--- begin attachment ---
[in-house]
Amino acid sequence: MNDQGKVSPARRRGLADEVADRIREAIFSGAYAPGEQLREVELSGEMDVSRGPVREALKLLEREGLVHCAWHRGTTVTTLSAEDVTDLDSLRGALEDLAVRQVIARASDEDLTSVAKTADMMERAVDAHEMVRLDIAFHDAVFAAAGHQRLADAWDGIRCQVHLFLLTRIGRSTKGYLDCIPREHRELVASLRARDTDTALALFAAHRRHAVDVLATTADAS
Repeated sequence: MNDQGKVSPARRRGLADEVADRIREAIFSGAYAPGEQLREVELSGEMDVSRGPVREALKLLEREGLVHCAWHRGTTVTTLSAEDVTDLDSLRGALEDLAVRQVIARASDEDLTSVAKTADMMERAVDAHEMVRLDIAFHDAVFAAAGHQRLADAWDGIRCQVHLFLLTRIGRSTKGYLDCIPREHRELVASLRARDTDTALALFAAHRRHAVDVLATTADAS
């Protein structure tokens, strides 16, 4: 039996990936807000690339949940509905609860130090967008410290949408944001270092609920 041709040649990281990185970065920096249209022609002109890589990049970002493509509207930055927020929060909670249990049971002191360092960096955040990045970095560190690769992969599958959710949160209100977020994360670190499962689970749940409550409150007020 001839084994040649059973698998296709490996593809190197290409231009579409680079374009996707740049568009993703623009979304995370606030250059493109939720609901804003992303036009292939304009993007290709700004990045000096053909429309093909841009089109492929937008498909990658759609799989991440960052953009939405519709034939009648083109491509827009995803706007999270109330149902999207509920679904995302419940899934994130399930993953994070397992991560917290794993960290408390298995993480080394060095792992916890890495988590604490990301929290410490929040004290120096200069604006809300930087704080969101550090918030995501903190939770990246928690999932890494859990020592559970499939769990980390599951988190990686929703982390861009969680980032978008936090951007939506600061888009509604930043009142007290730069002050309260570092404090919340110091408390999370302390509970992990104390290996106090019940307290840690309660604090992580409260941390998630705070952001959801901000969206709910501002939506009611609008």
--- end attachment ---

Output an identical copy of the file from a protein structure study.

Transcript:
[in-house]
Amino acid sequence: MNDQGKVSPARRRGLADEVADRIREAIFSGAYAPGEQLREVELSGEMDVSRGPVREALKLLEREGLVHCAWHRGTTVTTLSAEDVTDLDSLRGALEDLAVRQVIARASDEDLTSVAKTADMMERAVDAHEMVRLDIAFHDAVFAAAGHQRLADAWDGIRCQVHLFLLTRIGRSTKGYLDCIPREHRELVASLRARDTDTALALFAAHRRHAVDVLATTADAS
Repeated sequence: MNDQGKVSPARRRGLADEVADRIREAIFSGAYAPGEQLREVELSGEMDVSRGPVREALKLLEREGLVHCAWHRGTTVTTLSAEDVTDLDSLRGALEDLAVRQVIARASDEDLTSVAKTADMMERAVDAHEMVRLDIAFHDAVFAAAGHQRLADAWDGIRCQVHLFLLTRIGRSTKGYLDCIPREHRELVASLRARDTDTALALFAAHRRHAVDVLATTADAS
């Protein structure tokens, strides 16, 4: 039996990936807000690339949940509905609860130090967008410290949408944001270092609920 041709040649990281990185970065920096249209022609002109890589990049970002493509509207930055927020929060909670249990049971002191360092960096955040990045970095560190690769992969599958959710949160209100977020994360670190499962689970749940409550409150007020 001839084994040649059973698998296709490996593809190197290409231009579409680079374009996707740049568009993703623009979304995370606030250059493109939720609901804003992303036009292939304009993007290709700004990045000096053909429309093909841009089109492929937008498909990658759609799989991440960052953009939405519709034939009648083109491509827009995803706007999270109330149902999207509920679904995302419940899934994130399930993953994070397992991560917290794993960290408390298995993480080394060095792992916890890495988590604490990301929290410490929040004290120096200069604006809300930087704080969101550090918030995501903190939770990246928690999932890494859990020592559970499939769990980390599951988190990686929703982390861009969680980032978008936090951007939506600061888009509604930043009142007290730069002050309260570092404090919340110091408390999370302390509970992990104390290996106090019940307290840690309660604090992580409260941390998630705070952001959801901000969206709910501002939506009611609008």